Be Team Green for Spring Training

resized-Scottsdale-Stadium-The-Charros-LodgeBy Gretchen Pahia

Play ball! Spring Training season is here, a time when baseball fans near and far gather within Arizona’s 10 Cactus League ballparks to watch teams perfect their games before the real season begins. But Spring Training isn’t just about the peanuts, hotdogs and foul balls.

For several ballparks and organizations around the Valley, it is making sure our fields and stadiums are around for generations to come.

Scottsdale Stadium has hit a homerun with its recycling initiative. The stadium first started recycling glass beer bottles back in 2008, collecting about 7,000 pounds that first year. Now the facility is recycling 60,000-80,000 pounds of mixed recyclables annually, diverting 55-60 percent of waste from the landfill. The simplest change made, according to stadium supervisor Jeff Cesaretti, was to first collect recyclables from around the stadium before going back for trash. They discovered that most of the “waste” is recyclable.

The Scottsdale Stadium has also been working within The Charros Lodge onsite to serve food from local favorites such as Cold Beer & Cheeseburgers, Ruth’s Chris Steak House, Postino and more to those seated in that area. Named after the Scottsdale Charros, which has worked to promote Spring Training in Scottsdale for more than 50 years, the lodge is just one of the ways the organization raises funds for its year-round support of the Scottsdale Unified School District (SUSD). The stadium is also in the process of converting exterior lighting to LEDs, and is currently master planning with the San Francisco Giants – dubbed the “greenest team in professional sports” – on what the stadium will look like 20 years from now in terms of green practices and energy efficiency.

Peoria Sports Complex LED screen

In the West Valley, the Peoria Sports Complex is looking at ways to make life better for ballplayers and guests. The professional baseball facility is one of the only Cactus League teams that has earned LEED Gold Certification from the U.S. Green Building Council. The Seattle Mariners and San Diego Padres clubhouses also work on energy conservation, with a combined annual water savings of 322,700 gallons and an electricity savings of more than one million kWh. As the first two-team Spring Training facility in the nation, both the Seattle Mariners and the San Diego Padres were in friendly competition with each other to “green” their respective clubhouse renovations. Peoria Sports Complex also recently installed an LED scoreboard, the largest high definition scoreboard in the Cactus and Grapefruit Leagues. It also uses 50 percent less power than the previous display.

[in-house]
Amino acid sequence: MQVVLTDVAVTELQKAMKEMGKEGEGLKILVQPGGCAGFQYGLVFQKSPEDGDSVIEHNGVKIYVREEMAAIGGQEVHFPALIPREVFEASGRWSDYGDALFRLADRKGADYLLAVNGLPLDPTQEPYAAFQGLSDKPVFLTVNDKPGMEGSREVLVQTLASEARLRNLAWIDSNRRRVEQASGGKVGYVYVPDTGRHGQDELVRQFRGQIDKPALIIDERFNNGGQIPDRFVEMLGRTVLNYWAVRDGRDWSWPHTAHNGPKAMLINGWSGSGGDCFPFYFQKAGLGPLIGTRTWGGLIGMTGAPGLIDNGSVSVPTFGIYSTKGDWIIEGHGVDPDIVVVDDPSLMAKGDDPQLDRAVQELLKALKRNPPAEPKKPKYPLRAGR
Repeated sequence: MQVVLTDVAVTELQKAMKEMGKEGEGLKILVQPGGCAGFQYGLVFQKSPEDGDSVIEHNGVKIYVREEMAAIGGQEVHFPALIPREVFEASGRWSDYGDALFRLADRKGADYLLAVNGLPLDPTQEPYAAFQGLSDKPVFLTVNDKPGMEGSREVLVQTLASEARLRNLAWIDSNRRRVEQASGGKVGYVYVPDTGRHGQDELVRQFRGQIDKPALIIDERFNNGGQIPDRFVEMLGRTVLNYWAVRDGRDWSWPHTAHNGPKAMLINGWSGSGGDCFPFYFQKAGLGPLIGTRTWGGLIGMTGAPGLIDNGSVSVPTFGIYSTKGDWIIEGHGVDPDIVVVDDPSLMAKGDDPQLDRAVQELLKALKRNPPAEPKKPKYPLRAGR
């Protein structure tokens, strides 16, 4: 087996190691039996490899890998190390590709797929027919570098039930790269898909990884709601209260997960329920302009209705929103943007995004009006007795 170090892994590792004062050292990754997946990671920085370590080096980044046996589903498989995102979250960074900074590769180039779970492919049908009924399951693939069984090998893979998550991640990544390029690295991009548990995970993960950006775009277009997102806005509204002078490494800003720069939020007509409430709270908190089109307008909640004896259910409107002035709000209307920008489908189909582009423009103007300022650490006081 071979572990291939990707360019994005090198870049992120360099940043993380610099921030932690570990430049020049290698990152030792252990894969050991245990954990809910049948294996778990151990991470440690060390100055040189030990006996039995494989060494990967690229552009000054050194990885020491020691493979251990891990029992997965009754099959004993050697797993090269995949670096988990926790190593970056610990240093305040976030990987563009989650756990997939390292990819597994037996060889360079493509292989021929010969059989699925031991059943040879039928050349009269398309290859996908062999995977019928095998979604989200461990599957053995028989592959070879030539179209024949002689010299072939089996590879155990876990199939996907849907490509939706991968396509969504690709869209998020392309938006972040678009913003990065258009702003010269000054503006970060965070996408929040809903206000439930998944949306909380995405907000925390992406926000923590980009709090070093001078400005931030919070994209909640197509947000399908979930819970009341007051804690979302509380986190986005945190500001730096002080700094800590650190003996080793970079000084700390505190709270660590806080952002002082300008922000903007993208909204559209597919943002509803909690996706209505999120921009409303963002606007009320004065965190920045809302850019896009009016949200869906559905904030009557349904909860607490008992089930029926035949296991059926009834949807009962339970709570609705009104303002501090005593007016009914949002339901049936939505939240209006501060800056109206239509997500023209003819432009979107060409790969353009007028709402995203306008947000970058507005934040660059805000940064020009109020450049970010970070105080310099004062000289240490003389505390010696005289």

The hometown Arizona Diamondbacks are also working to conserve and help keep the planet around for future generations. Salt River Fields at Talking Stick received LEED Gold Certification, with sustainable elements such as using native vegetation; minimizing stormwater runoff; and using grass-covered parking lots rather than asphalt, which can double as community fields when not in use. The D-backs also partnered with Waste Management and added 200 new recycling/waste receptacles throughout the ballpark just before the 2017 season. Also added this season: 50 high-speed, energy-efficient hand dryers in the concourse restrooms to help reduce paper waste. The sustainability also transfers over to the regular season at Chase Field. The D-backs and Levy Restaurants donated more than six tons of food to Church on the Street, which equals more than 10,000 meals for people in the community.

The next time you head out to the ballgame, whether for Spring Training at one of the Valley’s many ballparks or at Chase Field during the regular season, be sure to take stock of all the efforts being made to reduce, reuse and recycle, and help do your part.

Gretchen Pahia has 15 years experience in both media and public relations and is an award-winning television news producer in Phoenix, Las Vegas and Portland. Gretchen is a native to Arizona, born and raised in Phoenix, and a graduate of Northern Arizona University. She lives in the Phoenix metro area with her husband, their two children and their dog.

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